Stakeholders Share Concerns over Proposed Development Changes

Posted on April 21, 2021 by Romi White

Developer Edwin Henry, who has expressed frustration with the county’s lack of response to emails and requests for information, pictured addressing commissioners during Tuesday’s Land Development Code workshop alongside County Planning and Zoning Director Shawn Ward, left. Photo by Romi White.

Local stakeholders are voicing concerns over proposed revisions to Santa Rosa County’s Land Development Code, including how the changes could increase costs for residents and businesses and may subject the county to lawsuits.

Proposed changes to the LCD include: increased storm water and erosion control standards, land clearing and tree protection regulations, wetlands buffering and sidewalk requirements.

“There seems to be no shame to Santa Rosa’s quest to pile on already high house costs,” stated Blaine Flynn, president of the Home Builders Association of West Florida.

Flynn says currently proposed LDC regulations will cost a new home buyer $18,475 more than the current LDC. Additionally, he asserts the changes would cost a small business $21,000 in new regulations.

The Navarre Area Board of Realtors via Executive Angela Campbell, on behalf of NABOR leadership, also weighed in on the proposed changes via email to county staff.

“The substantive changes in the LDC rewrite include surprising new restrictions on previously permitted and customary uses of lots for homeowners,” said Campbell, who went on to say the resulting increased costs of development could expose the County to claims for compensation under the Burt J. Harris, Jr., Private Property Rights Protection Act.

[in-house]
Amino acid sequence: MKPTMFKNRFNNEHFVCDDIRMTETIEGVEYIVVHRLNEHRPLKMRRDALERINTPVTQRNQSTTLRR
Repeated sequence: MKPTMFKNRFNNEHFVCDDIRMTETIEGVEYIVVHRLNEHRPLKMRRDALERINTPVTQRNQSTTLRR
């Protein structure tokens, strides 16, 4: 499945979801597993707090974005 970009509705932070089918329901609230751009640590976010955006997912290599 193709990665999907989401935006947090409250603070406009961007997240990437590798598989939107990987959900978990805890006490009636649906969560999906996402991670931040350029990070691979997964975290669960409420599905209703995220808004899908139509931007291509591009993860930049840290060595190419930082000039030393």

Additionally, Campbell said proposed site plan review requirements are “disorganized and unclear” and should not be required for single-family homes.

“Some aspects of the draft LDC arguably are not well organized and are not user friendly.”

Other suggestions from NABOR include deleting any “unnecessary and burdensome” submittal requirements, addressing “poorly formatted and difficult to read” tables and revisiting tree clearing and protection and storm water protection requirements.

“One of the stated goals of the LDC update is ‘to make it easier for developers and the public to use and understand’ the County’s land development regulations. However, in some ways the draft LDC would appear to have the opposite effect, resulting in a set of regulations that are more cumbersome and less user-friendly,” Campbell said.

The county first presented its draft of the roughly 500-page LDC rewrite to the public in February 2020 after spending more than a year making revisions.

The code, which governs how property owners can use their land and regulates development, had not been updated since its adoption in 1991.

Since an August 2020 meeting about the draft LDC, some stakeholders had grown frustrated with a lack of communication from county staff.

Edwin Henry, who led a group of stakeholders in meetings with county staff early on during the revision process, sent multiple requests following the August 2020 meeting — without receiving a response.

The county on Tuesday hosted the first of two workshops on the LDC update. The second workshop will take place, starting at 1 p.m., on Wednesday, April 28 at the County Administrative Complex, located at 6495 Caroline Street in Milton.